It just doesn’t seem to be getting any easier, does it? In fact, in my grumpier of moments, I’d be inclined to say they were getting worse and the sigh that comes with the ‘no, not any more’ response to ‘are you a student?’ at various pay points is getting heavier. I can’t afford to socialise like I used to. Six months ago, I could go to the theatre for less than it’d cost to buy a new outfit in Primark (yes- it was that cheap). Now, I’m compiling a list of cost-effective ways to go that might keep that above statement true.
In most theatres, senior citizens, students, children and jobseekers will be entitled to discounts. Some are better than others. Keep your eye out for student standbys or midweek matinee OAP rates (a great way to treat Granny at Christmas!) If you’re like me, and are in that huge bracket of people that seems to get nothing off anything, then see below:
- GROUP DISCOUNTS. Groups of either eight or ten and above might get cheaper tickets. It’s always worth checking on flyers, or with the theatre, as organising a night out or party might not be as expensive as you initially think.
- BOOK DIRECTLY WITH THE THEATRE. When possible, don’t book online. Booking fees are expensive and can add about a tenner on to your total. Getting your tickets at the theatre itself will usually mean that you’re only paying face value.
- FAMILY TICKETS. I can’t remember a Boxing Day in my childhood that I wasn’t at our local panto. It’s a widespread tradition. Christmas shows, pantomimes and many children’s shows will sell family tickets to avoid them being cost-prohibitive.
- LIKE THEM. No, really. On Facebook. Or join mailing lists. If there’s a theatre you know you like, this is a good way to get early-bird offers or competitions. If it doesn’t cost you anything, you’re not missing out. You might only win an ice-cream at the interval, but these are the small things that add up!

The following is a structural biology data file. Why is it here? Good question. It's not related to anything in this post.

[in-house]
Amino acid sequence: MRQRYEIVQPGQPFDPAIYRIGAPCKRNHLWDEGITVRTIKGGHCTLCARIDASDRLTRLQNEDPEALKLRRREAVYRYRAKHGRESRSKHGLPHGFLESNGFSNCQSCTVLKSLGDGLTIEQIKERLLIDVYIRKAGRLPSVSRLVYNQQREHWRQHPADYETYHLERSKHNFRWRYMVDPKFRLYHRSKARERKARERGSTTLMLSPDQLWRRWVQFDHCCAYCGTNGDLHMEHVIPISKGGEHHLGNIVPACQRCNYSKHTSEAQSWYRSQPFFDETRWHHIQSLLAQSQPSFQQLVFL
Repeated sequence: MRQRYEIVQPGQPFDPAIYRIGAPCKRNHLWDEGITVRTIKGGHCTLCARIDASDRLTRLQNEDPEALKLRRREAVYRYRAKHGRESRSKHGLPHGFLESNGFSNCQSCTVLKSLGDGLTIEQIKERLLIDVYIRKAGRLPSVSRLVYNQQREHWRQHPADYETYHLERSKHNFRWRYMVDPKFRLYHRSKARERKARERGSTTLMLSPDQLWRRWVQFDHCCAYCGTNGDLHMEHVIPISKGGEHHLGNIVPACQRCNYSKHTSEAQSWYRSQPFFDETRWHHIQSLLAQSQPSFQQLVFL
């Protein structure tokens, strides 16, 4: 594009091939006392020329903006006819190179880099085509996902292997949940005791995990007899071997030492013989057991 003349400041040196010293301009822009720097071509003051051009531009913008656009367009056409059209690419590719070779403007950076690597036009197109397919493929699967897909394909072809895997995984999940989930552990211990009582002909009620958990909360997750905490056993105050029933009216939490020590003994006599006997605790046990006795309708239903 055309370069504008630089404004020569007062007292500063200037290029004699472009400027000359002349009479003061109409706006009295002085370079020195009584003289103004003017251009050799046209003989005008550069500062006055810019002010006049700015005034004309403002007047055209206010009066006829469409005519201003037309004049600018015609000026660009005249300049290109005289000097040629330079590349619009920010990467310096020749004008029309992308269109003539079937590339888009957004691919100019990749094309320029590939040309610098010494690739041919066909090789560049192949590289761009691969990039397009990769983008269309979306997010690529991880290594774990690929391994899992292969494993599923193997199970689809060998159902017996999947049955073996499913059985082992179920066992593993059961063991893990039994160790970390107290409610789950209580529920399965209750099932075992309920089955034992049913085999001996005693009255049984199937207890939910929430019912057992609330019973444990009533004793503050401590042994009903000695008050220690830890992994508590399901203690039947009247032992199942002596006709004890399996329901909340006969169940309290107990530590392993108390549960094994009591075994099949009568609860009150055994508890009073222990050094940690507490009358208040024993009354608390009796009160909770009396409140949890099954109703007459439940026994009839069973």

- PREVIEWS. These don’t happen all the time, but good to keep an eye out for them. Tickets for these can be as low as £5/6, but you have to be quick to get them as these performances always sell fast. (Again, Facebook and mail is an easy way to keep on top of when the tickets are on sale).
- FRIENDS. Many theatres now have membership schemes that can save you money in the long run with ticket or bar discounts. These are usually best if you can be flexible with when you attend and are worth exploring if you can stump up the cash for the initial cost.
- RESTRICTED VIEW. This doesn’t always mean you can’t see anything. Sometimes, the restriction isn’t that bad and the tickets are usually discounted significantly. Booking these is best done with the venue as staff can give you an open and honest idea of what the seats are like.
- SHOP AROUND. Commercial theatres are much more expensive than subsidised theatres, and the quality of the production rarely suffers. Look at programmes for smaller theatres and don’t be afraid to give them a go.
So there’s no excuse for me really. Primark will have to wait. And chances are, a trip to the theatre will last longer than the clothes would anyway.